• I like writing fantasy but not so much reading it – guess I’m just a bit contrary that way 🙂

    • If I read about a book and I think it sounds like my life, I’ll read something else instead. I want to read about things I don’t know (though it doesn’t have to be fantasy).

      Oh, and there are reasons other than lack of fantasy elements to toss Dragon Tattoo. It has some very good aspects, but there should be a warning label: this is a first novel and it needed a lot more editing than it got. 🙂

      • Yeah, I read the girl with the dragon tattoo and found it awkward but somehow strangely compelling. I haven’t read the follow ups yet but my partner says that the second one is a whole lot better.

      • “awkward but somehow strangely compelling” about says it. here is a reason the book was so successful, despite its weaknesses (I haven’t read the other two, though I have seen all three movies). I wrote about Larsson’s strengths and weaknesses a few times on my blog, like here:
        http://u-town.com/collins/?p=857 (in the spoiler-hidden part).

  4. I don’t have specific rules for what I read. There are some things I tend to avoid (romance and high school, for example, and particularly any combination of the two). If a book is out of copyright and free on Amazon, that’s a big plus. A mystery plot is a plus, too (whether or not the book is classified as a “mystery”).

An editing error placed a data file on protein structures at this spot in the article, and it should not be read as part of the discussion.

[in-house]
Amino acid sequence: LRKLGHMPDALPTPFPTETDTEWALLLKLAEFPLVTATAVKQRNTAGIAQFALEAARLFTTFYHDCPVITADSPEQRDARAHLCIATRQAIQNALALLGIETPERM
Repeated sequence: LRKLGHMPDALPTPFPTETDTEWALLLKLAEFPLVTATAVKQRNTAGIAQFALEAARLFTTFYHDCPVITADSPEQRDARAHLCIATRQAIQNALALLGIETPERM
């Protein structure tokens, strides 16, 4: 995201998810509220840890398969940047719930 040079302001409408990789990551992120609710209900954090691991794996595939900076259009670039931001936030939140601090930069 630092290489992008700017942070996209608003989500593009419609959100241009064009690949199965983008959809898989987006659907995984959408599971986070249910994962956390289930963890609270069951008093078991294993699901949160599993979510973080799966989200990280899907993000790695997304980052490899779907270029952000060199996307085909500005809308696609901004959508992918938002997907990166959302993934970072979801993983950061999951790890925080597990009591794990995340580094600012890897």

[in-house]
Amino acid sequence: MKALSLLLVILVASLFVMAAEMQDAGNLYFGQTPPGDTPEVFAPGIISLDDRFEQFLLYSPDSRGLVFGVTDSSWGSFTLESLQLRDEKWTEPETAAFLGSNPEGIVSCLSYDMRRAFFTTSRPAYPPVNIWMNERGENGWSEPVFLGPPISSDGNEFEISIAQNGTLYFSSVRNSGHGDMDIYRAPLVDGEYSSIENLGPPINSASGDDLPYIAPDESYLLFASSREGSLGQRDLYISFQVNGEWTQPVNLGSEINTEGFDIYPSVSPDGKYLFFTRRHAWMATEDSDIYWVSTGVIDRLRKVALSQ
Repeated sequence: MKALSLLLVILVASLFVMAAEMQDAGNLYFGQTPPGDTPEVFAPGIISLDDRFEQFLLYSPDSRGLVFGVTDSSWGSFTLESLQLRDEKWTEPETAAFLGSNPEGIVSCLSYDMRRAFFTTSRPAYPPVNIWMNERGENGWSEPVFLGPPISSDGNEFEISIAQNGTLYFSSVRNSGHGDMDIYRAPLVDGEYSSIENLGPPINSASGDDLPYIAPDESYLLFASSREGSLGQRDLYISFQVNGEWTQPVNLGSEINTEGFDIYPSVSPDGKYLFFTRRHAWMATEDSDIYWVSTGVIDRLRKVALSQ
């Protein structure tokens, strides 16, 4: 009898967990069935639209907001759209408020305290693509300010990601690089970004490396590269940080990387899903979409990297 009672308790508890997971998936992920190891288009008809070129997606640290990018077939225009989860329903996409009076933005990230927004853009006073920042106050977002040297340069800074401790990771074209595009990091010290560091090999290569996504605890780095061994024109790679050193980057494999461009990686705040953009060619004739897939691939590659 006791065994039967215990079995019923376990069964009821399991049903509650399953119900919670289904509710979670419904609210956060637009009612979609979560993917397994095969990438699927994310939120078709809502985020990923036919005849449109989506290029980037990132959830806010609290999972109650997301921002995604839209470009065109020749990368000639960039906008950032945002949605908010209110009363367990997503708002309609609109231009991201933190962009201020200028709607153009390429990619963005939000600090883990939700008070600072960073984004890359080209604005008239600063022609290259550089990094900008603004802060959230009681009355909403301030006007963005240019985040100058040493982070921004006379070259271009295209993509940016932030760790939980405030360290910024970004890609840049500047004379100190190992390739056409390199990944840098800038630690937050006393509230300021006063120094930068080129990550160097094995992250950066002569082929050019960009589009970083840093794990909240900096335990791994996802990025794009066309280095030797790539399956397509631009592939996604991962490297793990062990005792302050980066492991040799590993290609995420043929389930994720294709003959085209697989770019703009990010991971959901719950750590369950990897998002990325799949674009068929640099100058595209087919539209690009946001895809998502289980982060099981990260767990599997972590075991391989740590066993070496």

I strongly prefer books where things happen and with good, smart dialogue. Long passages of description or introspection tend to lull me to sleep. Henry James would be an exception, but almost nobody else can get away with his type of style because nobody else writes that well.

  5. Bringing up Henry James raises another interesting point. I was made to read him when I was quite young and really hated it -Many year later though I read him again and thought he was brilliant, so I guess likes and dislikes also change over time subject to maturity and development. I also know that I have to be in the right mood for certain authors styles to engage me. Seeing all the comments here gives me hope because it suggests that there is an audience for almost any type of writing (providing it is half way decent).

  6. For me it’s interesting characters and a plot that moves at a brisk pace. My most recent read was J.K. Rowling’s new release, A Casual Vacancy. It was disappointing, almost as if her publishing house is afraid to edit her. There were long-winded narratives that didn’t seem to add anything to the story. Also way too many characters, making it hard for me to feel invested in any of them.

Leave a Reply

Fill in your details below or click an icon to log in:

WordPress.com Logo

You are commenting using your WordPress.com account. Log Out / Change )

Twitter picture

You are commenting using your Twitter account. Log Out / Change )

Facebook photo

You are commenting using your Facebook account. Log Out / Change )

Google+ photo

You are commenting using your Google+ account. Log Out / Change )

Connecting to %s

%d bloggers like this: